The Little Red Lighthouse, officially Jeffrey's Hook Light, is a small lighthouse located in Fort Washington Park on the Hudson River in New York City, under the George Washington Bridge. It was made notable by the 1942 children's book The Little Red Lighthouse and the Great Gray Bridge by Hildegarde Swift, illustrated by Lynd Ward. The lighthouse stands on Jeffrey’s Hook, a small point of land that supports the base of the eastern pier of the bridge, which connects the Washington Heights neighborhood in Manhattan to Fort Lee, New Jersey.The first attempt to reduce Hudson River traffic accidents at Jeffrey's Hook was a red pole which was hung out over the river. A 10 candle-power light was added to the pole in 1889 to help warn the increasing river traffic away from the spit of land at night. The land around Jeffrey's Hook was acquired by the city in 1896, and later become Fort Washington Park.
The current structure was built as the North Hook Beacon at Sandy Hook, New Jersey, where it stood until 1917, when it became obsolete. It was reconstructed at its current location in 1921 by the United States Coast Guard as part of a project to improve Hudson River navigational aids, and originally had a battery-powered lamp and a fog bell. It was operated by a part-time lighthouse keeper.
When the George Washington Bridge was completed in 1931, however, the lighthouse was considered to be obsoleted by the bridge's navigational lights, and the Coast Guard decommissioned it and put out its light in 1948, with the intention of auctioning it off. The proposed dismantling of the lighthouse resulted in a public outcry, largely from children who were fans of the 1942 children's book, The Little Red Lighthouse and the Great Gray Bridge, by Hildegarde Swift. This led to the Coast Guard deeding the lighthouse to the New York City Department of Parks and Recreation on July 23, 1951.
The lighthouse was listed on the National Register of Historic Places as 'Jeffrey's Hook Lighthouse' in 1979, and was designated a New York City Landmark in 1991. In 2002, it was relighted by the city.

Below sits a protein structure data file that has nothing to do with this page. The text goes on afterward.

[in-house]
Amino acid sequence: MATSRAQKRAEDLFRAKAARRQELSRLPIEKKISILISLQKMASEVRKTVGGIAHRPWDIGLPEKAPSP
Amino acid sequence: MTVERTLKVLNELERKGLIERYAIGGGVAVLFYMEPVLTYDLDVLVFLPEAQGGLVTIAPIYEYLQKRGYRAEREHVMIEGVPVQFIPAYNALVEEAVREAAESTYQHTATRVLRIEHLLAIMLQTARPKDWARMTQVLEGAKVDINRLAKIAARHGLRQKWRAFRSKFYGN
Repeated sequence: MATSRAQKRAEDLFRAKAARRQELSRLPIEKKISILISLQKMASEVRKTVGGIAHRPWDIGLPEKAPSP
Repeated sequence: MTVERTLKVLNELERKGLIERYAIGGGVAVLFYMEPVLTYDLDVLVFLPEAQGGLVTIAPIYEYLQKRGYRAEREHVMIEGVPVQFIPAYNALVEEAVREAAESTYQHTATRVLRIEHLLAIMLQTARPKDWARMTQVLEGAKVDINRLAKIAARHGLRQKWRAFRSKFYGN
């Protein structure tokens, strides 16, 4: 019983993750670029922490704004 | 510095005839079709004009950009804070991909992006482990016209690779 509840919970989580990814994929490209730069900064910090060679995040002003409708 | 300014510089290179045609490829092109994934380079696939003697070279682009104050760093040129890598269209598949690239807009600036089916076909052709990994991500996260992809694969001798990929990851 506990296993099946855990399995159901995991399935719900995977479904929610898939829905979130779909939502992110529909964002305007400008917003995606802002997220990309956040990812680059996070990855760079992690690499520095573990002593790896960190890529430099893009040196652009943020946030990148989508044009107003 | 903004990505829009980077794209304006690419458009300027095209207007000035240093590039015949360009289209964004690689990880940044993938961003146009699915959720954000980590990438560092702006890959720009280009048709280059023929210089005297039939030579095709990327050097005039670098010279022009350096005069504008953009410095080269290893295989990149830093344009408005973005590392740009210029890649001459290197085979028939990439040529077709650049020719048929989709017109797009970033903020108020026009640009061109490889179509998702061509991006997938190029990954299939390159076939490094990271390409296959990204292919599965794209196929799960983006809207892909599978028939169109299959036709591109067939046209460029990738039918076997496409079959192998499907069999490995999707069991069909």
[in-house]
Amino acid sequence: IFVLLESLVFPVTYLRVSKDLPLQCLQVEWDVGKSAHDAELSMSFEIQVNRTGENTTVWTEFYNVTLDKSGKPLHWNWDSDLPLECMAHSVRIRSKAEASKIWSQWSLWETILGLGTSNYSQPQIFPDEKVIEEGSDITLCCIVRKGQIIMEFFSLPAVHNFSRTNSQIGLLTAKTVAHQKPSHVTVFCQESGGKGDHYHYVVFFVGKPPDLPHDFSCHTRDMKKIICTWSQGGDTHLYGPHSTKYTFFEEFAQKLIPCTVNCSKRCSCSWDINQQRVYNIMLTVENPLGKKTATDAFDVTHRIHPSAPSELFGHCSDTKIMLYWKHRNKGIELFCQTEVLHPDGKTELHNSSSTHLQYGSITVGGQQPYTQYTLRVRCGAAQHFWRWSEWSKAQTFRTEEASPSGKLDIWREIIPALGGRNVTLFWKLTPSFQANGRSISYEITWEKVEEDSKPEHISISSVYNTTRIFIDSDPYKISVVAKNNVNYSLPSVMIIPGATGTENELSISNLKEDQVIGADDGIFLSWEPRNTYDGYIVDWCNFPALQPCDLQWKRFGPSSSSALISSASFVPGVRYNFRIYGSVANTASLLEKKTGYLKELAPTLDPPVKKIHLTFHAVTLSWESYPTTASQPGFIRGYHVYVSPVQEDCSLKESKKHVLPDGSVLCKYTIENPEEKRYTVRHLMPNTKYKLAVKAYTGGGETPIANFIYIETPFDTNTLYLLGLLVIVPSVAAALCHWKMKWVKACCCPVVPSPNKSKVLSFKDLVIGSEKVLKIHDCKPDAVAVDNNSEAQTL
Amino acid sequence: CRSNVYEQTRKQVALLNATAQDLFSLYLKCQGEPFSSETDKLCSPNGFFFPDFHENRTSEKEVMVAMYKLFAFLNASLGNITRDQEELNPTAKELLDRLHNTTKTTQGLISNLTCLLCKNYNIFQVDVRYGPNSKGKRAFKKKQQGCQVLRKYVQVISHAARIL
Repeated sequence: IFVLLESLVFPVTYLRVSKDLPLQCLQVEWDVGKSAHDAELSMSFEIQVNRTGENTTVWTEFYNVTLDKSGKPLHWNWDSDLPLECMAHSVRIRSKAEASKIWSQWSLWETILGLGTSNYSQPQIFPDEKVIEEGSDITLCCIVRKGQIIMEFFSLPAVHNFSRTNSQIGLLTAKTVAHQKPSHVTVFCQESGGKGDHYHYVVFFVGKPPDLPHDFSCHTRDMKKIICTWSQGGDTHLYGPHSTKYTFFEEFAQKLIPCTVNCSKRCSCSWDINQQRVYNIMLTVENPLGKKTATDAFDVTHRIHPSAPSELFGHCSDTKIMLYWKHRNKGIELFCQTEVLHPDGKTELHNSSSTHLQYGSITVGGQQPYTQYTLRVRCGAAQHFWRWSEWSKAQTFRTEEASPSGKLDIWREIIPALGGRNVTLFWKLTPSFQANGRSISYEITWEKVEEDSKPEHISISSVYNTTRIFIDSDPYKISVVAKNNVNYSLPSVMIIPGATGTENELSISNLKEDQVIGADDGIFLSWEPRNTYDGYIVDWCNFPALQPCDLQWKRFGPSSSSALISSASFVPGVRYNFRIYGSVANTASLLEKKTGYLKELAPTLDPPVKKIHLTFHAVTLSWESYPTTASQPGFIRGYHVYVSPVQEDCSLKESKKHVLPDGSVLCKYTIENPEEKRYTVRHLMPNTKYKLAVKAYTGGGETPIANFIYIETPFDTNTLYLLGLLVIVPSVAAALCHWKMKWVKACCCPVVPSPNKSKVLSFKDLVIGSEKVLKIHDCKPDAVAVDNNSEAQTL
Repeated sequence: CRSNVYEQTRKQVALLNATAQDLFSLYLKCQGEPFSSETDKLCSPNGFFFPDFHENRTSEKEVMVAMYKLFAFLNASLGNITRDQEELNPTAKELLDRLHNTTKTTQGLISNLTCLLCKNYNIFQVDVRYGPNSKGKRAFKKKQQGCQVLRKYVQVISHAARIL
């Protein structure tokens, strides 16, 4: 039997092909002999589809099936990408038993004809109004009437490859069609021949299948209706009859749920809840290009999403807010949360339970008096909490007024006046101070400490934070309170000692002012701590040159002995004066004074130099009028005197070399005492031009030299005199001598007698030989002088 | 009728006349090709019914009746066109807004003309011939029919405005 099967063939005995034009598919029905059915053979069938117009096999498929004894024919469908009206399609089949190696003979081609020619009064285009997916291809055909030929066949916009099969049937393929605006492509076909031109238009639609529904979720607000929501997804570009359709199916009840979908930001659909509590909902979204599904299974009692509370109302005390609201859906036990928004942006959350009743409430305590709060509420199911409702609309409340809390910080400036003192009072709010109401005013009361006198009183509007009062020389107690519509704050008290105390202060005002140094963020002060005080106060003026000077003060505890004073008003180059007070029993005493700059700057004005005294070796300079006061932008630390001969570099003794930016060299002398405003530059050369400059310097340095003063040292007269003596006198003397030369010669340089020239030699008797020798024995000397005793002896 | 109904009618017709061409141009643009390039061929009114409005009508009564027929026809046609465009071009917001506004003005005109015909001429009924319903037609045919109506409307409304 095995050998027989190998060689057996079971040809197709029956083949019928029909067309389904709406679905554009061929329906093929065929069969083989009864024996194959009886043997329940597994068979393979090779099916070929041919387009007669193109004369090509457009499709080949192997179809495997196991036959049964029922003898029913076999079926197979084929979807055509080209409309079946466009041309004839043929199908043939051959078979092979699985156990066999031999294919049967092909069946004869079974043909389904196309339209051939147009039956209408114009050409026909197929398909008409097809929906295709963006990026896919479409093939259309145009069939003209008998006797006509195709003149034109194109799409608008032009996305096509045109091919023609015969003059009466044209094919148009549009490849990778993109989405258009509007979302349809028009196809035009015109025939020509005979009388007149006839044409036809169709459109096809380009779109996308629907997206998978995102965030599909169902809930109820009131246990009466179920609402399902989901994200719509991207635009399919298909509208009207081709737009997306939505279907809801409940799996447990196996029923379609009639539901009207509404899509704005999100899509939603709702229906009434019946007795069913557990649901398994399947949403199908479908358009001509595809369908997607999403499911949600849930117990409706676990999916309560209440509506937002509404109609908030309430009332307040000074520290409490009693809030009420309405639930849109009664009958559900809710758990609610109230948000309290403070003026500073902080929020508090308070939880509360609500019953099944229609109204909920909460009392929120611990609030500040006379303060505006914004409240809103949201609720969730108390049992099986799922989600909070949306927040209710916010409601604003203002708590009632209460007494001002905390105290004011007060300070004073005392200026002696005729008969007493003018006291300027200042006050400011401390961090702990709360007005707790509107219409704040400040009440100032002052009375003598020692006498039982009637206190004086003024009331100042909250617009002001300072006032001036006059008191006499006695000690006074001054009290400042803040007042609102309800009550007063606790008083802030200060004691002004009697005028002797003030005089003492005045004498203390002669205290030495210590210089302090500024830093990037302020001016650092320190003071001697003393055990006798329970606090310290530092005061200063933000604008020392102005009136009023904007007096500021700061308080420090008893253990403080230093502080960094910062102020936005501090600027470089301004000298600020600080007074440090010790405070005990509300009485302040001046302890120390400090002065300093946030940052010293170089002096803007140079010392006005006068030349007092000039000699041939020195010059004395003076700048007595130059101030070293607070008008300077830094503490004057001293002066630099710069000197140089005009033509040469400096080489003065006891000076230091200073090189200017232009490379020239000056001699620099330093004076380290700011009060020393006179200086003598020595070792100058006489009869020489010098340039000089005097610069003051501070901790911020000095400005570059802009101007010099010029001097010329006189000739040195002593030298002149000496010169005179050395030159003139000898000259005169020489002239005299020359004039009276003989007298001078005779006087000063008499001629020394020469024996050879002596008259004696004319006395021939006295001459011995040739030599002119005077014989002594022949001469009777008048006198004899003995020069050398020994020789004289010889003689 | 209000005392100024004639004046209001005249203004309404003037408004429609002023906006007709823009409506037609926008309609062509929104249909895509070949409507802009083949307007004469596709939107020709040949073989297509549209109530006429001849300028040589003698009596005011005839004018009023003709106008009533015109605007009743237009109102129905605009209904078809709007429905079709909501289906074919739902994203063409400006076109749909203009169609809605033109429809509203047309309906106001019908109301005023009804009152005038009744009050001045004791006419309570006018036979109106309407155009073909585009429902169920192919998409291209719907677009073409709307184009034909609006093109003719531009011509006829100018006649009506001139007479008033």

Public access to the lighthouse is by the Hudson River Greenway, reachable north of the George Washington Bridge by a footbridge across the Henry Hudson Parkway at West 182nd Street and Riverside Drive, and south of the bridge by a footbridge at West 158th Street. The northern path is very steep immediately north of the bridge, while the southern path is flat. Tours of the lighthouse are given on an infrequent basis, arranged by the Parks Department's Urban Park Rangers, especially on the Little Red Lighthouse Festival day in mid-September and Open House New York day in October.Published in 1942, this children's book uses the story of the building of the George Washington Bridge next to the small lighthouse to affirm the idea that even the small are important. The book begins by introducing the lighthouse and its job of warning the boats on the busy Hudson River of the rocks nearby. Every night a man climbs up to the top of the lighthouse and turns on its flashing light. When there is fog, the man additionally turns on the lighthouse's fog bell. The lighthouse is pleased with and proud of its important job.
In the middle section of the book, the lighthouse watches, mystified, as men build a great gray bridge right next to it. When the bridge is finished, it towers above the lighthouse, which now feels small and unimportant. Even worse, one night a light begins to flash atop the bridge's tower, and the lighthouse is convinced that it is no longer needed.
That night, a storm whips up and fog clutches at the boats. But the man does not come to activate the lighthouse, confirming its fears that it will never shine again. But the boats cannot see the light high atop the bridge, and without the lighthouse's light or bell, the 'fat black tug' crashes upon the rocks nearby. The bridge calls to the lighthouse, reassuring it that it is still needed, 'each to his own place.' The man finally arrives, complaining that some boys had stolen his keys. The lighthouse resumes its job, glad that it still has work to do. Though it now knows that it is small, it is still very proud.
The book ends by encouraging the reader to go to Riverside Drive in New York City and 'see for yourself' the lighthouse next to the bridge. The 'great gray bridge' is clearly the George Washington Bridge, though it is not named in the book. Construction on the bridge began in 1927, only six years after the lighthouse was erected at its current location, and concluded in 1931.